For example:

primary-pubpoint.isml

<smil xmlns="http://www.w3.org/2001/SMIL20/Language">
  <head>
    <meta name="clientManifestRelativePath" content="primary-pubpoint.ismc" />
    <meta name="lookahead_fragments" content="2" />
    <meta name="dvr_window_length" content="28800" />
    <meta name="archive_segment_length" content="60" />
    <meta name="archiving" content="true" />
    <meta name="archive_length" content="172800" />
    <meta name="restart_on_encoder_reconnect" content="true" />
    <meta name="hls_minimum_fragment_length" content="48/25" />
    <meta name="mpd_availability_start_time" content="1970-01-01T00:00:12Z" />
    <meta name="mpd_minimum_update_period" content="2" />
    <meta name="mpd_suggested_presentation_delay" content="14" />
    <meta name="iss_client_manifest_version" content="22" />
    <meta name="hls_client_manifest_version" content="5" />
    <meta name="hls_no_audio_only" content="true" />
    <meta name="hls_no_multiplex" content="true" />
    <meta name="mpd_min_buffer_time" content="4" />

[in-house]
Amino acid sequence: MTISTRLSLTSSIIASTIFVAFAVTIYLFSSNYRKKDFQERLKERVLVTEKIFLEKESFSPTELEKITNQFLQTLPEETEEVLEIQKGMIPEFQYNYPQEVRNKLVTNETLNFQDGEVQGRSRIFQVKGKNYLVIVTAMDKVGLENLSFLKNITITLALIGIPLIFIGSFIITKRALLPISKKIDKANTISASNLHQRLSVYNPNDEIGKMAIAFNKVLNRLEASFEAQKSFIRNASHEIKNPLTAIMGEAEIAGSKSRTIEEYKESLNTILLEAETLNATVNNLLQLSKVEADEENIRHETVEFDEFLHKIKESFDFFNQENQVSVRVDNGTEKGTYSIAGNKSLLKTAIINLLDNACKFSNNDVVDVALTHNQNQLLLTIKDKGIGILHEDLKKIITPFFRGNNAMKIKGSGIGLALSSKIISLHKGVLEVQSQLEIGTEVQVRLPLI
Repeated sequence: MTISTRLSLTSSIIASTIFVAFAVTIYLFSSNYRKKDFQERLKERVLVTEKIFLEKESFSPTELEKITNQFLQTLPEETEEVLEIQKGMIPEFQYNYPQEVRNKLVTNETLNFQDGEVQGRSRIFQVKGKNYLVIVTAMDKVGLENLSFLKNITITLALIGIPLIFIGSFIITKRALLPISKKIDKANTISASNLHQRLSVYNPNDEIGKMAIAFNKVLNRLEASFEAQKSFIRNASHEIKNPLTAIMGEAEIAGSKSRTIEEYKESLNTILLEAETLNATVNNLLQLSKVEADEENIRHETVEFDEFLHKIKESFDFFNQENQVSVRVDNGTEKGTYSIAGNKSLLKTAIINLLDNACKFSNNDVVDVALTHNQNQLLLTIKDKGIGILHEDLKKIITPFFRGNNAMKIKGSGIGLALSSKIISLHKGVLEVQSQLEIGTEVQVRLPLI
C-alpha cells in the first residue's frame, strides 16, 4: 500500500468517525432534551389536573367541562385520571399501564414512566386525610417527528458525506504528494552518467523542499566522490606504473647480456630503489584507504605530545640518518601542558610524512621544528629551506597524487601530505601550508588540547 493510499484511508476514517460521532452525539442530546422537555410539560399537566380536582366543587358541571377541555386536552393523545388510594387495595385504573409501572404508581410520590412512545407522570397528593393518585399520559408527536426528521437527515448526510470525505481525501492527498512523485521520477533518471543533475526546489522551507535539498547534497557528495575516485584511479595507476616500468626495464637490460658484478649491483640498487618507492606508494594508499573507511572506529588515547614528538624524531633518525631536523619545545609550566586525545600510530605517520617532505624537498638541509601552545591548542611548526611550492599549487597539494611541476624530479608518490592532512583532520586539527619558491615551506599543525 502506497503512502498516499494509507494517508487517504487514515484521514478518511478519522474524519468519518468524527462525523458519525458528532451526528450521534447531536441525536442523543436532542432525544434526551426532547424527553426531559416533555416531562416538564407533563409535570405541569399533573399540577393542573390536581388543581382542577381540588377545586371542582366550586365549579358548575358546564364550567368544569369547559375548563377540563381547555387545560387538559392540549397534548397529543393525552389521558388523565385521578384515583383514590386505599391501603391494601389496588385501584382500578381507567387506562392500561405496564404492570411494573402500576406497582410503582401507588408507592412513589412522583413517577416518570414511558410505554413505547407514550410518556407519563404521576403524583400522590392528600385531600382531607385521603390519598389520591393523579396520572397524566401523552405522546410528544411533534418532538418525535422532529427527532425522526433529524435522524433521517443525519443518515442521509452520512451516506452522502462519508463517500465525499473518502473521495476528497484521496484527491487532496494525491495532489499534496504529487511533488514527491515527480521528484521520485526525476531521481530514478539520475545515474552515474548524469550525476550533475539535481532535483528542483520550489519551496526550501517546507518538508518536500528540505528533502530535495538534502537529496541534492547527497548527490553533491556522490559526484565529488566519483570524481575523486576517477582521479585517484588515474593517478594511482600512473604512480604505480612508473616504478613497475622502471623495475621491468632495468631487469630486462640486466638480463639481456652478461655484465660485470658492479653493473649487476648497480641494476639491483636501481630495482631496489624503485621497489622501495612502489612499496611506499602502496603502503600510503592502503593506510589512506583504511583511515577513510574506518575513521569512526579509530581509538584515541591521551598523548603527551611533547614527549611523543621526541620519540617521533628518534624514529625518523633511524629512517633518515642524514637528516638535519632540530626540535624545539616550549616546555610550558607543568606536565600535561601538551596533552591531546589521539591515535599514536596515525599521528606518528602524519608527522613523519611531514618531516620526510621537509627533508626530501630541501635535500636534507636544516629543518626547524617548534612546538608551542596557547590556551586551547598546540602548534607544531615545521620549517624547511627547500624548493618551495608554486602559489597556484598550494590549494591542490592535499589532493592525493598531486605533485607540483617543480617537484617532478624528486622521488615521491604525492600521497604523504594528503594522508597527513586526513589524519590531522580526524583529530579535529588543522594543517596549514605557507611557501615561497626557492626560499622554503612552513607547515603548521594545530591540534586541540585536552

<meta name="iss_playout" content="playready" />
    <meta name="hls_playout" content="aes" />
    <meta name="hds_playout" content="faxs" />
    <paramGroup id="hds">
      <meta name="key" content=":A8FD3449772FA3DD2F1BCE74764A8B46" />
    </paramGroup>
    <paramGroup id="hls">
      <meta name="key" content=":A8FD3449772FA3DD2F1BCE74764A8B46" />
      <meta name="license_server_url" content="http://example.com/hls.key" />
    </paramGroup>
    <paramGroup id="iss">
      <meta name="key" content="030201000504070608090A0B0C0D0E0F:A8FD3449772FA3DD2F1BCE74764A8B46" />
    </paramGroup>
    <meta name="timed_metadata" content="true" />
  </head>
  <body>
    <switch>